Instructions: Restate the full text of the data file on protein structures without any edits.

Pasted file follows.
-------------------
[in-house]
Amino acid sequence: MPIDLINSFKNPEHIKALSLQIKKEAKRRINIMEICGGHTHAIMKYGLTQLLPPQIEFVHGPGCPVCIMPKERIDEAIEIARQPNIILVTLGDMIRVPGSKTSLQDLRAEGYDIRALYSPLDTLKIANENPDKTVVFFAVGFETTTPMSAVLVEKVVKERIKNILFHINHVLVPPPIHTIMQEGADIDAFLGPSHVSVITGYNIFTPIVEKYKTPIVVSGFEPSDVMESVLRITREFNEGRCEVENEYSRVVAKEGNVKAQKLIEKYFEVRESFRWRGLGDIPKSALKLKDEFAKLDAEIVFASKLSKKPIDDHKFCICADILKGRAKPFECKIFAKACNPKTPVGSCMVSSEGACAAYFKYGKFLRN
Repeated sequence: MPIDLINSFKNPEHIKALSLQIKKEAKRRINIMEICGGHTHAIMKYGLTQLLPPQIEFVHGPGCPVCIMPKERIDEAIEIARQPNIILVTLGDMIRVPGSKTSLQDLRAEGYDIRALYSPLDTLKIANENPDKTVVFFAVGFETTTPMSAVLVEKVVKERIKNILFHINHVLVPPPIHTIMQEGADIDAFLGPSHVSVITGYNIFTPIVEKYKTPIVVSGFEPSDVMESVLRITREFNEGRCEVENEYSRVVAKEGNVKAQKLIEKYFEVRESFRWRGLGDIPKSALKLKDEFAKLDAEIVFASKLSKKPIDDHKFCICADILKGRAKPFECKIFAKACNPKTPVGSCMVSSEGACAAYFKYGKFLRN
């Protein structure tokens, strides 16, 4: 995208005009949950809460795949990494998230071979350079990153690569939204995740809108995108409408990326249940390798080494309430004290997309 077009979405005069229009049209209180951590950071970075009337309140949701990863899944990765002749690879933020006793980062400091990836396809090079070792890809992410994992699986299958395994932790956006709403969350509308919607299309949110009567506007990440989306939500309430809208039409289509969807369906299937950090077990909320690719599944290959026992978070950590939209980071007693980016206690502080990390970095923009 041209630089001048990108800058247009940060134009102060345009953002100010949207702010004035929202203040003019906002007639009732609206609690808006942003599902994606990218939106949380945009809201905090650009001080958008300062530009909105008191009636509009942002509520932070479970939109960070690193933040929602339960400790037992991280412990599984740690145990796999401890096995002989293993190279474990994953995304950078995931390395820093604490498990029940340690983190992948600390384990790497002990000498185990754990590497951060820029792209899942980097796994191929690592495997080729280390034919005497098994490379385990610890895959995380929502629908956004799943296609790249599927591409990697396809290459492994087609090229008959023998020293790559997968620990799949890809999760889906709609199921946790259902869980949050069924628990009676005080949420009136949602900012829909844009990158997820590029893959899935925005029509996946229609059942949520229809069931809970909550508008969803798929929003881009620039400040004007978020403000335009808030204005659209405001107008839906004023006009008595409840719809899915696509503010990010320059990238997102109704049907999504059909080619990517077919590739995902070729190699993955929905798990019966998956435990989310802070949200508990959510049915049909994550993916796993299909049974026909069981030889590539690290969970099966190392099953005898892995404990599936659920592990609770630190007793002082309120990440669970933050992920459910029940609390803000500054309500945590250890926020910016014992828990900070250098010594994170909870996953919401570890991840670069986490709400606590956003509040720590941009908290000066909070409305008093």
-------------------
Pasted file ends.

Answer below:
[in-house]
Amino acid sequence: MPIDLINSFKNPEHIKALSLQIKKEAKRRINIMEICGGHTHAIMKYGLTQLLPPQIEFVHGPGCPVCIMPKERIDEAIEIARQPNIILVTLGDMIRVPGSKTSLQDLRAEGYDIRALYSPLDTLKIANENPDKTVVFFAVGFETTTPMSAVLVEKVVKERIKNILFHINHVLVPPPIHTIMQEGADIDAFLGPSHVSVITGYNIFTPIVEKYKTPIVVSGFEPSDVMESVLRITREFNEGRCEVENEYSRVVAKEGNVKAQKLIEKYFEVRESFRWRGLGDIPKSALKLKDEFAKLDAEIVFASKLSKKPIDDHKFCICADILKGRAKPFECKIFAKACNPKTPVGSCMVSSEGACAAYFKYGKFLRN
Repeated sequence: MPIDLINSFKNPEHIKALSLQIKKEAKRRINIMEICGGHTHAIMKYGLTQLLPPQIEFVHGPGCPVCIMPKERIDEAIEIARQPNIILVTLGDMIRVPGSKTSLQDLRAEGYDIRALYSPLDTLKIANENPDKTVVFFAVGFETTTPMSAVLVEKVVKERIKNILFHINHVLVPPPIHTIMQEGADIDAFLGPSHVSVITGYNIFTPIVEKYKTPIVVSGFEPSDVMESVLRITREFNEGRCEVENEYSRVVAKEGNVKAQKLIEKYFEVRESFRWRGLGDIPKSALKLKDEFAKLDAEIVFASKLSKKPIDDHKFCICADILKGRAKPFECKIFAKACNPKTPVGSCMVSSEGACAAYFKYGKFLRN
């Protein structure tokens, strides 16, 4: 995208005009949950809460795949990494998230071979350079990153690569939204995740809108995108409408990326249940390798080494309430004290997309 077009979405005069229009049209209180951590950071970075009337309140949701990863899944990765002749690879933020006793980062400091990836396809090079070792890809992410994992699986299958395994932790956006709403969350509308919607299309949110009567506007990440989306939500309430809208039409289509969807369906299937950090077990909320690719599944290959026992978070950590939209980071007693980016206690502080990390970095923009 041209630089001048990108800058247009940060134009102060345009953002100010949207702010004035929202203040003019906002007639009732609206609690808006942003599902994606990218939106949380945009809201905090650009001080958008300062530009909105008191009636509009942002509520932070479970939109960070690193933040929602339960400790037992991280412990599984740690145990796999401890096995002989293993190279474990994953995304950078995931390395820093604490498990029940340690983190992948600390384990790497002990000498185990754990590497951060820029792209899942980097796994191929690592495997080729280390034919005497098994490379385990610890895959995380929502629908956004799943296609790249599927591409990697396809290459492994087609090229008959023998020293790559997968620990799949890809999760889906709609199921946790259902869980949050069924628990009676005080949420009136949602900012829909844009990158997820590029893959899935925005029509996946229609059942949520229809069931809970909550508008969803798929929003881009620039400040004007978020403000335009808030204005659209405001107008839906004023006009008595409840719809899915696509503010990010320059990238997102109704049907999504059909080619990517077919590739995902070729190699993955929905798990019966998956435990989310802070949200508990959510049915049909994550993916796993299909049974026909069981030889590539690290969970099966190392099953005898892995404990599936659920592990609770630190007793002082309120990440669970933050992920459910029940609390803000500054309500945590250890926020910016014992828990900070250098010594994170909870996953919401570890991840670069986490709400606590956003509040720590941009908290000066909070409305008093």